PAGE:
Technology Killed the Journalism Star

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This column by Chris Dahlen makes an interesting argument: "pop culture today is primarily a technology story. And we don't know how to write about technology." He's arguing that the reason why there is no Hunter S. Thompson or Lester Bangs of cultural journalism these days is because they got to write about drugs, which was the driving force behind pop culture in their time, and writing about drugs is easier than writing about technology.

But I don't know ... it seems to me that there are plenty of people at least thinking about what technology does to us, at least in academic fields. And, in fact, plenty of people are writing about what blogs are doing to the world of labels, our own Curtis McCrary included (and if you know of other articles, post 'em below!).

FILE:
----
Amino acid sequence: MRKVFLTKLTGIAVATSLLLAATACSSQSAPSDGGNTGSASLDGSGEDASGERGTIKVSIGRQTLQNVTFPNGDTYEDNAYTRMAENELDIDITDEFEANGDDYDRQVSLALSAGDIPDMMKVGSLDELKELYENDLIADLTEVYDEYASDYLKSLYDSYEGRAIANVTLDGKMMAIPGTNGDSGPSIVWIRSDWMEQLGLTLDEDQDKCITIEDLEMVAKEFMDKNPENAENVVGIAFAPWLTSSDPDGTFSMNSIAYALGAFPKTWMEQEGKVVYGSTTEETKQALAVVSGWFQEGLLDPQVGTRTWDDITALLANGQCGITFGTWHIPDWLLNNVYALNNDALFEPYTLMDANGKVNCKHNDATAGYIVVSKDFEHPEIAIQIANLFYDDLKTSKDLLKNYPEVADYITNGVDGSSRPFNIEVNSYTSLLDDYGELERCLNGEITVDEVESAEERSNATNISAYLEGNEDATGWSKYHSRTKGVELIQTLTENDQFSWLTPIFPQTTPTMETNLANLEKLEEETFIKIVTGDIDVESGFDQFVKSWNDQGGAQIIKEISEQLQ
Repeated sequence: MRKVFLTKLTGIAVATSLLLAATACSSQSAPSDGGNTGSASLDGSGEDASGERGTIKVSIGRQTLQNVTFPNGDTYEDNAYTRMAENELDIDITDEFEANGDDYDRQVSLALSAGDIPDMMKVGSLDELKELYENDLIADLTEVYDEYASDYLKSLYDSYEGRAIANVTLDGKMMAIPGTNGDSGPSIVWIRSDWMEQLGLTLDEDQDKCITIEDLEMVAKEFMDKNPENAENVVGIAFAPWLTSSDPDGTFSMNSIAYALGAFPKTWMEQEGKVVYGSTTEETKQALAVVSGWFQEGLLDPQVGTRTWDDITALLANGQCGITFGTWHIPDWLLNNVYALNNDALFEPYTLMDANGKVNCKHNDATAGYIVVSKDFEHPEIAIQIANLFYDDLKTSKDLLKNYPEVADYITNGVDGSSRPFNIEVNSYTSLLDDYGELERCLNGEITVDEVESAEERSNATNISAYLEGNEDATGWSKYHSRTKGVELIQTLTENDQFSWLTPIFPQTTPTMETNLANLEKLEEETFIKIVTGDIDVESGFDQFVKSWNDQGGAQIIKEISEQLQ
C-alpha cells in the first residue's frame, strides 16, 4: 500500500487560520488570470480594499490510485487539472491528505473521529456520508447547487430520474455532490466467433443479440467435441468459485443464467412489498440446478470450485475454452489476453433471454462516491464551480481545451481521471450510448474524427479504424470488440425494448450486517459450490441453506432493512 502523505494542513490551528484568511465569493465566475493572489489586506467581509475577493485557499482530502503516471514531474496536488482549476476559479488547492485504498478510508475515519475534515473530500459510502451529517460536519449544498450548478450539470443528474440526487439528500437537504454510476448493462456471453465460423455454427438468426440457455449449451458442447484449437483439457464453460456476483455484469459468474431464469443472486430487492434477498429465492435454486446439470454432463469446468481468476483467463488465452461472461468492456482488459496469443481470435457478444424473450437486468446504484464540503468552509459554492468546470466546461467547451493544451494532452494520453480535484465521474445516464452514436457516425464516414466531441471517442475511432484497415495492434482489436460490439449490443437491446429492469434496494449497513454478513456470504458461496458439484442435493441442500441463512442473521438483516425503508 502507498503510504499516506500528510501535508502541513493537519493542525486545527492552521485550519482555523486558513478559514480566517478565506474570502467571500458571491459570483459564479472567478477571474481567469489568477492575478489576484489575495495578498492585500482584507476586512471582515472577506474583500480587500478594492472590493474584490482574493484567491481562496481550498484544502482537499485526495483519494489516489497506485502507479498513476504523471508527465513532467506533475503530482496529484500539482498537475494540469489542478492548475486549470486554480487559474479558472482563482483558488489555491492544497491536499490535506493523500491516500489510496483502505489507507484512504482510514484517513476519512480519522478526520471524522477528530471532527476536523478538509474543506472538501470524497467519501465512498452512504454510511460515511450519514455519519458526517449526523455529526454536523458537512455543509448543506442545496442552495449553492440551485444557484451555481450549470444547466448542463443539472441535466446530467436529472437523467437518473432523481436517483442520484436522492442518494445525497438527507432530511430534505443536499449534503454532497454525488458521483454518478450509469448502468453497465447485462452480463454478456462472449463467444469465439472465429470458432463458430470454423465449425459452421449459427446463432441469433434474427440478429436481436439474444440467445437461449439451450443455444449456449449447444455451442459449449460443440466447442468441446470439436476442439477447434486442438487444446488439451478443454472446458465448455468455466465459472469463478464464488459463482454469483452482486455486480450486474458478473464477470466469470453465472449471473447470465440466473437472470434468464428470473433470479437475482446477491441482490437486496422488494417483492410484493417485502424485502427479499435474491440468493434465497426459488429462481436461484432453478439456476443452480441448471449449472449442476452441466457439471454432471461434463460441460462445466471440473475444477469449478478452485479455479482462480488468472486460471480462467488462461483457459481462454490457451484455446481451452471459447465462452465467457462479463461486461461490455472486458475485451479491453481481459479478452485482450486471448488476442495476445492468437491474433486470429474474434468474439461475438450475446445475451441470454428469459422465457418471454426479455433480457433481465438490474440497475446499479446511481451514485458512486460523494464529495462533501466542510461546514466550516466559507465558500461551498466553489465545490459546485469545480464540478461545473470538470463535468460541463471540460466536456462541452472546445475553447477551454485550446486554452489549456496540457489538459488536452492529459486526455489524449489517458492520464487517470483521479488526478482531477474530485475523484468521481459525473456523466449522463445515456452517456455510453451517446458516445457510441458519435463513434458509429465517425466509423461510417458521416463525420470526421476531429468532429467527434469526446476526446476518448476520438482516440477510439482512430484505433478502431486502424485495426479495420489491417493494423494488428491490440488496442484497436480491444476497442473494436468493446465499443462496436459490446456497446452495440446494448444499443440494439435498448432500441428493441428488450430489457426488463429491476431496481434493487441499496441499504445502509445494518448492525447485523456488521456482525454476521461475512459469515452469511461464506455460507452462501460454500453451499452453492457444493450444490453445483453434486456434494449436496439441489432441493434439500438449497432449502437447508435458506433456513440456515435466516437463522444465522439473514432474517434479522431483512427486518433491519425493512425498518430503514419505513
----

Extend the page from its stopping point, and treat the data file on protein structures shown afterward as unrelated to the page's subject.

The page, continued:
I think perhaps there is no Hunter S. Thomspon or Lester Bangs because there are so many music publications that it's hard to single out one or even two be-all, end-all sources, and hence, hard for one writer to emerge as a voice in those be-all, end-all sources. There are too many bands and too many magazines for one or two voices to rise above the din. And why do we need one or two voices to tell us what to think? We have loads of brilliant music writers who postulate and suggest and make us think about what we should think, which is always better.

And who's to say everyone thought Thompson and Bangs were so important when they were writing? Everybody always believes that things were better way back when.

And here concludes my deconstruction of a Pitchfork column. Go watch that Jaguar commerical with a Spoon song in it and be confused. Lord knows I am.

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